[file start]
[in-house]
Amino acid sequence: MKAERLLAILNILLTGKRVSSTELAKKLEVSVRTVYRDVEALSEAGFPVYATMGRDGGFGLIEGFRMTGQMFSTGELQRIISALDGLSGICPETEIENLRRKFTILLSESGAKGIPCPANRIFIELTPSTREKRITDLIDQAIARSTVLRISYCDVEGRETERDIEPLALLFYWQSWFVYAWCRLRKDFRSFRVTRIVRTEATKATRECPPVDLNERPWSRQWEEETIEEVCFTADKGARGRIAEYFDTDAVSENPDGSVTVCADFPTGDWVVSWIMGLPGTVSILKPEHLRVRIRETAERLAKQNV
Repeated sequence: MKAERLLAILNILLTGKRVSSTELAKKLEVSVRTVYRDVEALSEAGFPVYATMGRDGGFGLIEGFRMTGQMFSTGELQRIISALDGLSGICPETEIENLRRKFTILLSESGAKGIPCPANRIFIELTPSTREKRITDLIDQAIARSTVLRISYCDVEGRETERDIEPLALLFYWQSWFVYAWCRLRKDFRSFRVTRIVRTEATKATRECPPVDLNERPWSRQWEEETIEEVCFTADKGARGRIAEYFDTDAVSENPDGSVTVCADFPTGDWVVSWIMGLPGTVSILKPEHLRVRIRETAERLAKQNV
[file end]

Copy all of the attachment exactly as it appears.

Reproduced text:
[in-house]
Amino acid sequence: MKAERLLAILNILLTGKRVSSTELAKKLEVSVRTVYRDVEALSEAGFPVYATMGRDGGFGLIEGFRMTGQMFSTGELQRIISALDGLSGICPETEIENLRRKFTILLSESGAKGIPCPANRIFIELTPSTREKRITDLIDQAIARSTVLRISYCDVEGRETERDIEPLALLFYWQSWFVYAWCRLRKDFRSFRVTRIVRTEATKATRECPPVDLNERPWSRQWEEETIEEVCFTADKGARGRIAEYFDTDAVSENPDGSVTVCADFPTGDWVVSWIMGLPGTVSILKPEHLRVRIRETAERLAKQNV
Repeated sequence: MKAERLLAILNILLTGKRVSSTELAKKLEVSVRTVYRDVEALSEAGFPVYATMGRDGGFGLIEGFRMTGQMFSTGELQRIISALDGLSGICPETEIENLRRKFTILLSESGAKGIPCPANRIFIELTPSTREKRITDLIDQAIARSTVLRISYCDVEGRETERDIEPLALLFYWQSWFVYAWCRLRKDFRSFRVTRIVRTEATKATRECPPVDLNERPWSRQWEEETIEEVCFTADKGARGRIAEYFDTDAVSENPDGSVTVCADFPTGDWVVSWIMGLPGTVSILKPEHLRVRIRETAERLAKQNV